One of the best ways to orientate yourself with the island is to take a tour around it with someone who knows all the hidden spots.
“Vanessa from Explore Niue Tours was great in giving us all an insight into island life and learning different things about Niuean history, such as the black birding boats that took 150 people and the cyclone that wiped out villages, museums and supermarkets in very recent history,” says Kirsten. “As part of the tour we were also treated to enjoy local produce in the morning tea break – fresh coconut water, papaya and plantain chips – which were a real hit.”
“My highlight of Niue would have to be the morning spent freestyling it round the island on Niue’s newest form of transportation – e-bikes,” says Kirsten. “This was a great way to explore the island, stopping off every few kilometres to visit hotspots such as swimming caves or burial caves, rock pools or swimming spots. Swimming in the Avaiki Cave was one of those moments in life where you pinch yourself and think – is this for real? It was truly unique and amazing. Taking a wrong turn and exploring some of the conservation area ended up to be a bit of adventure for us all and something to add to the experience.”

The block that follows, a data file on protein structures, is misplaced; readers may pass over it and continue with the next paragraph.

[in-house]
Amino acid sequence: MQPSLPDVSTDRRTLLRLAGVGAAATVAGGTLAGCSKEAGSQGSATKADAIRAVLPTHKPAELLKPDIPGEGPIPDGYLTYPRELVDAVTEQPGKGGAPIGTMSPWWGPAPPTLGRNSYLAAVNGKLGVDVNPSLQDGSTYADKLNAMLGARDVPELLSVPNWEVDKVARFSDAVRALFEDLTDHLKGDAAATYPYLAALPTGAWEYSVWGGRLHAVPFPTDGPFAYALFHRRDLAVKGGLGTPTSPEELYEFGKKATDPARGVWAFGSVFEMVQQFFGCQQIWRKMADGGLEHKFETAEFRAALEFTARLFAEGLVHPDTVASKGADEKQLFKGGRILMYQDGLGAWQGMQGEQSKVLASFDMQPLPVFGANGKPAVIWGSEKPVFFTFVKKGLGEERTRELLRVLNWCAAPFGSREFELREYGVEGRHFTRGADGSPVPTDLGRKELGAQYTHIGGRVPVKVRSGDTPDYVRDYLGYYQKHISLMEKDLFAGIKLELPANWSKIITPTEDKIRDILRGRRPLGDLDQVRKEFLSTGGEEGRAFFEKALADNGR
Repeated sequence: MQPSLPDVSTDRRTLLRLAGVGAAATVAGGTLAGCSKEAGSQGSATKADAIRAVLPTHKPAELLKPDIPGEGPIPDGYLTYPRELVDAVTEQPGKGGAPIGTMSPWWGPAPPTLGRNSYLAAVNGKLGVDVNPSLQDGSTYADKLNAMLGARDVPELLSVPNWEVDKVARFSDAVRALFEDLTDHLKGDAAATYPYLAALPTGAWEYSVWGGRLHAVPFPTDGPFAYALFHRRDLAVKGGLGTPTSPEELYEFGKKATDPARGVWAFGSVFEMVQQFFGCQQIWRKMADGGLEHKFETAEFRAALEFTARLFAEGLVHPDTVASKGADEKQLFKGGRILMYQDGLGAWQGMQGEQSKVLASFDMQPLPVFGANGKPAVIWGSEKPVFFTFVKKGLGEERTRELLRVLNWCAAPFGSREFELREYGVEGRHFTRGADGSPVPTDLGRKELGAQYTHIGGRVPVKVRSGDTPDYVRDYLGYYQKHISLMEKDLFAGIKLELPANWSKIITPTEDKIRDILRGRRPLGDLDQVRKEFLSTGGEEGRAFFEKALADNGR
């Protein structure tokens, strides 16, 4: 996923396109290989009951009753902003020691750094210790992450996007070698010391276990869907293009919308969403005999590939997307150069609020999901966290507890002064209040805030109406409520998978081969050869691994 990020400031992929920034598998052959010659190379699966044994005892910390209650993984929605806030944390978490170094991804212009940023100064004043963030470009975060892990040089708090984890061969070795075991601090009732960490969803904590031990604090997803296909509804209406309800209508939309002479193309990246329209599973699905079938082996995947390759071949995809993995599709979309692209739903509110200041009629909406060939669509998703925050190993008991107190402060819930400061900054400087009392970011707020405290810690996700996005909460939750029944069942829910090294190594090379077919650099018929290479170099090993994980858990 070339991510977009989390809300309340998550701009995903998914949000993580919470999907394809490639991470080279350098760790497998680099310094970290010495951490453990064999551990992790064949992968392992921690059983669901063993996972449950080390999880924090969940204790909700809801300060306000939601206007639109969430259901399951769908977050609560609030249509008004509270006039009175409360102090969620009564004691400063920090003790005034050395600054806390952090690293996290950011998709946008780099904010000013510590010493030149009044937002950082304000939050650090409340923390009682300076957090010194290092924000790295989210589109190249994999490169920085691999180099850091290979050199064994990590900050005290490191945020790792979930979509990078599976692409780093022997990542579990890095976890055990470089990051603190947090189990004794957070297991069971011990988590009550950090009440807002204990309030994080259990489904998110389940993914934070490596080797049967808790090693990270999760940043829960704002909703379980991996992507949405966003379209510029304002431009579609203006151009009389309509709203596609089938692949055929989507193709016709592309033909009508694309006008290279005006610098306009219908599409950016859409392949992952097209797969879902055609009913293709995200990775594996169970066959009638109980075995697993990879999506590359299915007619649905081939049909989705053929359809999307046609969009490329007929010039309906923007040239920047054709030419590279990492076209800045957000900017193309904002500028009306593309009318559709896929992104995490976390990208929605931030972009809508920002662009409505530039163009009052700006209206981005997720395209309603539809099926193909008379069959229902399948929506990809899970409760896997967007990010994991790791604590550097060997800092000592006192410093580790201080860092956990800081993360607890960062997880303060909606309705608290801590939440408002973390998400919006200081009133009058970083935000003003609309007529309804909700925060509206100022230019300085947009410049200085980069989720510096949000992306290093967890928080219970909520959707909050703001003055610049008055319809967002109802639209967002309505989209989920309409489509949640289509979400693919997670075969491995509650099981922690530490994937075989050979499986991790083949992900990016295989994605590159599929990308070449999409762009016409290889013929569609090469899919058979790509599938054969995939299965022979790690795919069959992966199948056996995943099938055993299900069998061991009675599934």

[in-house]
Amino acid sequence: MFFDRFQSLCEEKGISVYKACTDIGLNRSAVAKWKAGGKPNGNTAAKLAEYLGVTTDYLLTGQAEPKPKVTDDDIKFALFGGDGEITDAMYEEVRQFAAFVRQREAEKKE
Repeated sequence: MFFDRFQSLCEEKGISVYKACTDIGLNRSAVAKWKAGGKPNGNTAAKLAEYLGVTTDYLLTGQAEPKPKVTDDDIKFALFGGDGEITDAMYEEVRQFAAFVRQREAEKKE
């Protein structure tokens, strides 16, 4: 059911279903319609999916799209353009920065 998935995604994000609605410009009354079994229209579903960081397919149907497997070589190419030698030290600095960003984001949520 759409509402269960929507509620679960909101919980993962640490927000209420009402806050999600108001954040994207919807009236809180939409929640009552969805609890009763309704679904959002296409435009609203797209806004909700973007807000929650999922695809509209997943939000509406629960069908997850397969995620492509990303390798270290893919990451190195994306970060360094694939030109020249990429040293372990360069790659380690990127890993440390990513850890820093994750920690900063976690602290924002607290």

The Fuzion Travel team explored the island e-bikes from local operator Freedom Bikes Niue - check out their adventures in the video below:
For Graeme, this wasn't just an enjoyable activity, but an indication of some of the work that's being done by local tourism operators on the island to reduce their environmental footprint.
“Niue is quietly pushing ahead and doing its very best to minimise its eco footprint and to tread as lightly on the environment as it can,” he points out. “And what better way to respect the environment, get close to the people, get a tan, some fresh air and exercise than on those fat-wheeled Freedom Bikes of Niue?”
"What better way to respect the environment, get close to the people, get a tan, some fresh air and exercise than on those fat-wheeled Freedom Bikes of Niue?” - Graeme Moore
The company is run by Ian Richardson, a fellow Kiwi who married a Niuean. “He sure did his homework with the models he imported," says Graeme. "They have plenty of power for top-to-bottom island jaunts, big fat tyres to soak up the bumps and seats for one's backside to enjoy while seeing the sights and meeting the locals.”